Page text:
Angelo Bronzino (1503-1572), who’s real name was Agnolo di Cosimo, was a Florentine Mannerist era painter. The painters of this era were known for breaking the established rules of Renaissance Europe painting and emphasizing artifice over nature. Stylistically, his work has an intellectual sophistication and seems to emphasize compositional tension and instability (such as the way the lady in the lower right holds her book open) rather than balance as in earlier Renaissance painting. Though realistic in their rendering, his execution of Mannerist painting feels detached and unemotional, even cold. At times the expressions on his noblemen portraits (often belonging to the great Medici family) seem stoic or haughty. The arrangement, poise, and quality of rendering of all details clearly communicate the wealth and nobility of his patrons.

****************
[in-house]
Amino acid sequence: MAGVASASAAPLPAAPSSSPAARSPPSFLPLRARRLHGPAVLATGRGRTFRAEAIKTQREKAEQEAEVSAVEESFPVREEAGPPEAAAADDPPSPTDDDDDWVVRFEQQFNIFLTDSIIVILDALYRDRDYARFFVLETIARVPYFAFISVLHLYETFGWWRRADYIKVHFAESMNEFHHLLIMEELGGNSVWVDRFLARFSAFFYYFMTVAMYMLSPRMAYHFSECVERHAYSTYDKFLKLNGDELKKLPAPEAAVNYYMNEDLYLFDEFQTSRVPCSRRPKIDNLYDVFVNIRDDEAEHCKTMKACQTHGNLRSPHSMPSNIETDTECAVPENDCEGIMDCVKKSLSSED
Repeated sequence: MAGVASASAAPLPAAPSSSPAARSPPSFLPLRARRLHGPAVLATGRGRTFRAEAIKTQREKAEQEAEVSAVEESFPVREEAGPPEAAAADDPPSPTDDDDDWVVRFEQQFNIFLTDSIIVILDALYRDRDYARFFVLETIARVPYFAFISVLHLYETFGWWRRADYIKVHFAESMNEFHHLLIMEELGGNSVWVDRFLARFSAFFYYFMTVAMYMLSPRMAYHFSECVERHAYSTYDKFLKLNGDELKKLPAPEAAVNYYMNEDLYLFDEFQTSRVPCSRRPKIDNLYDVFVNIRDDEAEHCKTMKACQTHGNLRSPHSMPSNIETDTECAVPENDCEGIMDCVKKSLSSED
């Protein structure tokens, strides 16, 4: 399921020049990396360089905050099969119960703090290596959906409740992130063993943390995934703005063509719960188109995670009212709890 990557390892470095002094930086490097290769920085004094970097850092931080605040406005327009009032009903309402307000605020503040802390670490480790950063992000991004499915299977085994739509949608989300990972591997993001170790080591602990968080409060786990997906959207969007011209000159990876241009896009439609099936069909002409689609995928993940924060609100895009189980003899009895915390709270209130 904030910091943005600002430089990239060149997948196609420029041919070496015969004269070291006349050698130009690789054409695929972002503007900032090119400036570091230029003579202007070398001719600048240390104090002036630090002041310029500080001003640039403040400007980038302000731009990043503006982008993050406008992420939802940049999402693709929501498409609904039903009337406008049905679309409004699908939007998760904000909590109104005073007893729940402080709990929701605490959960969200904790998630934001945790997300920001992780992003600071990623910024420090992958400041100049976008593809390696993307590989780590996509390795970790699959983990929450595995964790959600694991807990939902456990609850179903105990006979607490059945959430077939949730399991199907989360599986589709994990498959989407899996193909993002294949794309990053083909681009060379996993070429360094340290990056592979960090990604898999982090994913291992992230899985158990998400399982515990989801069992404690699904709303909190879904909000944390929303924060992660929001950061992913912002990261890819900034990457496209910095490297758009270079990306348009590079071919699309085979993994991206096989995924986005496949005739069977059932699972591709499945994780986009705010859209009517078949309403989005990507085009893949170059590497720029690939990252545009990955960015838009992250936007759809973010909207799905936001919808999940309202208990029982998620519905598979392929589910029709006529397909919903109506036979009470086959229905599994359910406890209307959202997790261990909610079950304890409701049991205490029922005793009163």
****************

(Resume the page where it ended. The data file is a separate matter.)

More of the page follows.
By creating these compositional master studies, I learned how Bronzino arranged his sitters in regal postures and the values and colors behind them to focus the viewer on the shoulders and face. I also noticed the same elements repeated, such as the scrolling curved-arm chair and narrow black book often used as props. I spent less time on each of these studies as I have with previous ones, challenging myself to capture the composition and important details and textures with less time. It provided excellent practice mimicking shape and values as well as edge control.